Amorphophallus Titanium Research
The Amorphophallus titanium is endemic to the equatorial rain forest of Indonesia, specifically the Sumatra forest where it grows on limestone soils. Its scientific name means a giant without form. That is, amorphous for formless and titan for giant. This arises from the fact that the plant can grow up to six meters, not to mention its enormous tuber of about 70 kilograms. This is the largest tuber in the plant kingdom. Amorphophallus titanium’s flower opens up to four feet in diameter. The plant is commonly known as titan arum or the corpse plant arising from its obnoxious smell. It also grows artificially in many gardens around the world, especially in the USA and Europe. Below is the scientific classification (taxonomy) of the plant.
Species: Amorphophallus titanium
The plant has a gigantic inflorescence which has a spathe appearing around a spadix. The spadix is a flower-bearing structure. The spathe takes the appearance of an upturned bell. It is greenish and cream on the outside and crimson on the inside. The circumference can be up to three meters and has ribbed sides and grilled edges. The flower sprouts at the lower side of the spadix. Here, in a protective chamber above pink female flowers, cream male flowers exist. The inflorescence appears from the tuber, which is the underground food storage of the corpse plant (Chatto 25).
- Is Amorphophallus Titanium a Plant or Fungi?
The corpse plant is a plant as it posses xylem and phloem for conduction of water, food, and nutrients (Sudden 13). The plant also reproduces flowers and bears fruits, which encompass sexual reproduction. It is autotrophic and stores its food in the tuber. The above are all characteristics of plants and are opposed to those of fungi. Therefore, the Amorphophallus titanium is a plant and not fungi.
The plant can originate either from a seed or a tuber. Usually, the flower originates from the tuber. The flower that blossoms for just about two days during pollination dies and forms a fruit that bears seeds. The fruit is then exposed to agents of seed dispersal. The most common agents are such avian species as hornbill. The seeds can find favoring conditions and grow into the new plants. The leaf grows on a green stalk separating into many leaflets at its tip. This structure can grow up to six meters tall and about five meters wide. Every year, an old leave dies and a new one takes its place. In order to store enough food/energy, the tuber goes dormant for about four months and then the process repeats.
The Unusual Nature of Amorphophallus Titanium
The Amorphophallus titanium is a rare plant. It takes it years to blossom and when it does, the blossom lasts just about a day or two. It also possesses the largest tuber known to the plant kingdom which weighs about 70 kg. The flowering of the plant is spontaneous and impossible to predict. For instance, Kew gardens in Italy have witnessed more Amorphophallus titanium blossoms in the previous six years than they had witnessed in the last hundred and twenty years (Sudden 33).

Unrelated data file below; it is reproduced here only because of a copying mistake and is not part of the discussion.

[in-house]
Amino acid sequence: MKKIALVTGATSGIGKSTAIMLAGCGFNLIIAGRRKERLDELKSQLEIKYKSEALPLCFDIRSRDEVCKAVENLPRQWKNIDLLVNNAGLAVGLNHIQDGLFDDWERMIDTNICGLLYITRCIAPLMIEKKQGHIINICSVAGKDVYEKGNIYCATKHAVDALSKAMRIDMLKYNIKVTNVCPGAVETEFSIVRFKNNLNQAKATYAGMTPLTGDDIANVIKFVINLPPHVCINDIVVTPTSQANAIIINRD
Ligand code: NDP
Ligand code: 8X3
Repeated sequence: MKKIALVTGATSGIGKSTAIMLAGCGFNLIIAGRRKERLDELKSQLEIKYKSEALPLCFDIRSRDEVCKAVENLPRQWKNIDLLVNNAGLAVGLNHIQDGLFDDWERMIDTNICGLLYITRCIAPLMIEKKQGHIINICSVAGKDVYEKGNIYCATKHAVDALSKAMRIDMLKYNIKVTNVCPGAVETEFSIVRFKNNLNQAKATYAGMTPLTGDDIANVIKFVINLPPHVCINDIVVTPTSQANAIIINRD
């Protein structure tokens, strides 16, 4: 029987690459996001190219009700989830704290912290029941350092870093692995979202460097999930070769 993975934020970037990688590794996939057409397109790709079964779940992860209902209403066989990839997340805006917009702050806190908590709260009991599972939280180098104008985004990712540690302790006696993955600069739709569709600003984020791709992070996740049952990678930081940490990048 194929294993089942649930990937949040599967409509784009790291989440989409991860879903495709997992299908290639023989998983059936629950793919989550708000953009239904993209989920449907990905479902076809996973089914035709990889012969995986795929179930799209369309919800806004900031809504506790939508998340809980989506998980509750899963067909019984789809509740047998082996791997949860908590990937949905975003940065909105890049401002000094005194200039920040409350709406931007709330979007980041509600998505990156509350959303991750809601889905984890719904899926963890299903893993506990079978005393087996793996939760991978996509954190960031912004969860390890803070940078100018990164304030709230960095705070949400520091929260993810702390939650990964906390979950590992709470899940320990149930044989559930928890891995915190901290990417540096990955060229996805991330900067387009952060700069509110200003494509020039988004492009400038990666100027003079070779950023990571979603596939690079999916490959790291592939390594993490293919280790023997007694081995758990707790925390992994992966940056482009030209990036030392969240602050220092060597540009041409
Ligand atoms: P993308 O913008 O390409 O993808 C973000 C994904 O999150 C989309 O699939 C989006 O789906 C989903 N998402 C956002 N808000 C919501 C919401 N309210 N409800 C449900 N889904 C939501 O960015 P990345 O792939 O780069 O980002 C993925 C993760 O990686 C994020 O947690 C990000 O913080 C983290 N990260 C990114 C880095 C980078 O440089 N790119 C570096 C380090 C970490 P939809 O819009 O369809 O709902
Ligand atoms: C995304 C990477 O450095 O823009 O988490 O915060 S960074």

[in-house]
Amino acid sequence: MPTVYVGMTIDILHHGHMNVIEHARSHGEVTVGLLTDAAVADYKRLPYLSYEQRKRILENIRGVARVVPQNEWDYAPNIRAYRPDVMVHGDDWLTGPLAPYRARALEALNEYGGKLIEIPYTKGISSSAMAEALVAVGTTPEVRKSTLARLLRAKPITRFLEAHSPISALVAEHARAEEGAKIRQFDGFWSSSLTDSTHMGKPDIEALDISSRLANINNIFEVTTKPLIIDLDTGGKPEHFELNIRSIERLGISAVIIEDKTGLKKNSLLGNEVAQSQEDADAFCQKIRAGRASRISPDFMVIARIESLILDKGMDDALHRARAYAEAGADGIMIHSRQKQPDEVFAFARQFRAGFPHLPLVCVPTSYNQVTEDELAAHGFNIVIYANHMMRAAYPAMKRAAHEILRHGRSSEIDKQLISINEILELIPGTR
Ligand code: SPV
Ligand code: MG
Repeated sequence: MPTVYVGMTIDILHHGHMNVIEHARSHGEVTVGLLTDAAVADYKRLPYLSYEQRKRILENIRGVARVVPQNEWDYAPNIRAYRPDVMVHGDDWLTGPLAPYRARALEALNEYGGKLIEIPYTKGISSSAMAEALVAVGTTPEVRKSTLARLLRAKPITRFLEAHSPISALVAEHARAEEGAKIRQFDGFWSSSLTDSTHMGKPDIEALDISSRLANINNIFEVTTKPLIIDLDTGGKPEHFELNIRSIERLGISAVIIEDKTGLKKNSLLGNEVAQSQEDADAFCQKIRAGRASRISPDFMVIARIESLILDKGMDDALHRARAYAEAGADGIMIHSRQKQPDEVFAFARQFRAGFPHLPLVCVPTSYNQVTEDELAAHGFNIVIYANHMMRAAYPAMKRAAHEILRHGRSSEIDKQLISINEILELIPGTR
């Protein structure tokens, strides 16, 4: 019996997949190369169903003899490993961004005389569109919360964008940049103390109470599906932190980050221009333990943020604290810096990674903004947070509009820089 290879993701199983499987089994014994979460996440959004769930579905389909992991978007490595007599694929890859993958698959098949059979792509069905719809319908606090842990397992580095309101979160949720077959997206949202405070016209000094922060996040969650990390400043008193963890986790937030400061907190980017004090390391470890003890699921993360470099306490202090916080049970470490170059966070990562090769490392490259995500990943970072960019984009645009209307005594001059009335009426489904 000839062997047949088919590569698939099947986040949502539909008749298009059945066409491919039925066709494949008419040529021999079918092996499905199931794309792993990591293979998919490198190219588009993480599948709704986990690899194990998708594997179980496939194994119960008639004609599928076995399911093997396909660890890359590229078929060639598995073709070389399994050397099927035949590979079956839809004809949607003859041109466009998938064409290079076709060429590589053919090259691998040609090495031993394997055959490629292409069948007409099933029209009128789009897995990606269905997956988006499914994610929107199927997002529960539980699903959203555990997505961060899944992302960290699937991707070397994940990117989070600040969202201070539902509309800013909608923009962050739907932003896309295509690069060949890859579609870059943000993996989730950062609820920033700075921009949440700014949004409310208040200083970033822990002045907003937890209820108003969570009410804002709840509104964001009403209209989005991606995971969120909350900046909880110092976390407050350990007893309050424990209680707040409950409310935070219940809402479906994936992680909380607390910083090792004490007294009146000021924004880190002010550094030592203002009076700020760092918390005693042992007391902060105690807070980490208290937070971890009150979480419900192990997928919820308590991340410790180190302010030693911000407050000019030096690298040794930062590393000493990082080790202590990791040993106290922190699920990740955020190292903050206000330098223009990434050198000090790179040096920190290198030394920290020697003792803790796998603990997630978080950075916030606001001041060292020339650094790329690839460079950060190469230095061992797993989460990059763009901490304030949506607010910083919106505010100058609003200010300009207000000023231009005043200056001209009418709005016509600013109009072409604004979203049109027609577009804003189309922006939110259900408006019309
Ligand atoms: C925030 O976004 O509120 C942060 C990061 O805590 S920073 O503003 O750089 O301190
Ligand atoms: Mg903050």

The species produce an obnoxious smell that is associated with rotten fish or dung. At the same time, some Amorphophallus produce pleasant fragrances. For example, A. haematospadix smells almost like bananas while A. dun nit produces a smell that is close to that one of fresh carrots (Sudden 23). The temperature of spadix during the pollination stage is usually close to the human body temperature. The inflorescence has a deep red color. This plays an important role since it creates an illusion that the plant is a piece of meat. The red color attracts the insects that help in the pollination of the flowers. The flower is not entirely poisonous, but some parts of the flower, if ingested, can be intoxicating. The plant also exhibits a rapid growth of about four inches per day.
Male and female flowers appear on the same inflorescence, though female flowers open up earlier than the male ones (Mehra 85). This deters the plant from self-pollinating. The male flowers appear on top of the female flowers. During pollination, in which carrion-eating beetles are mainly involved, the female flower becomes a bright red fruit of about olive size. The reproductive stage precedes the vegetative stage and then this cycle continues for a lifetime of this plant (Chatto 45). The fruit matures from the pollinated female flower in the spathe chamber. At maturity, the spathe comes off and the fruits become exposed to agents of seed dispersal.
The Sumatra forest of Indonesia is in imminent danger of complete clearance. The forest has faced about 72% deforestation on account of logging for timber or clearing of forests for oil palm production. This directly reduces the population of Amorphophallus titanium, not to mention that the destruction of the habitat affects its pollinators and agents of the dispersal of the seeds. The growing of Amorphophallus titanium in artificial gardens all over the world however alleviates the threat. Nevertheless, the preservation of Amorphophallus titanium natural habitats is equally important.
The Amorphophallus titanium is an angiosperm that exhibits very peculiar traits. Particularly, it exhibits a spectacular and rare blossom that has always made headlines in various artificial gardens in Europe and the USA. Unfortunately, it is an endangered species of plants. Therefore, plant’s conservation should be taken seriously.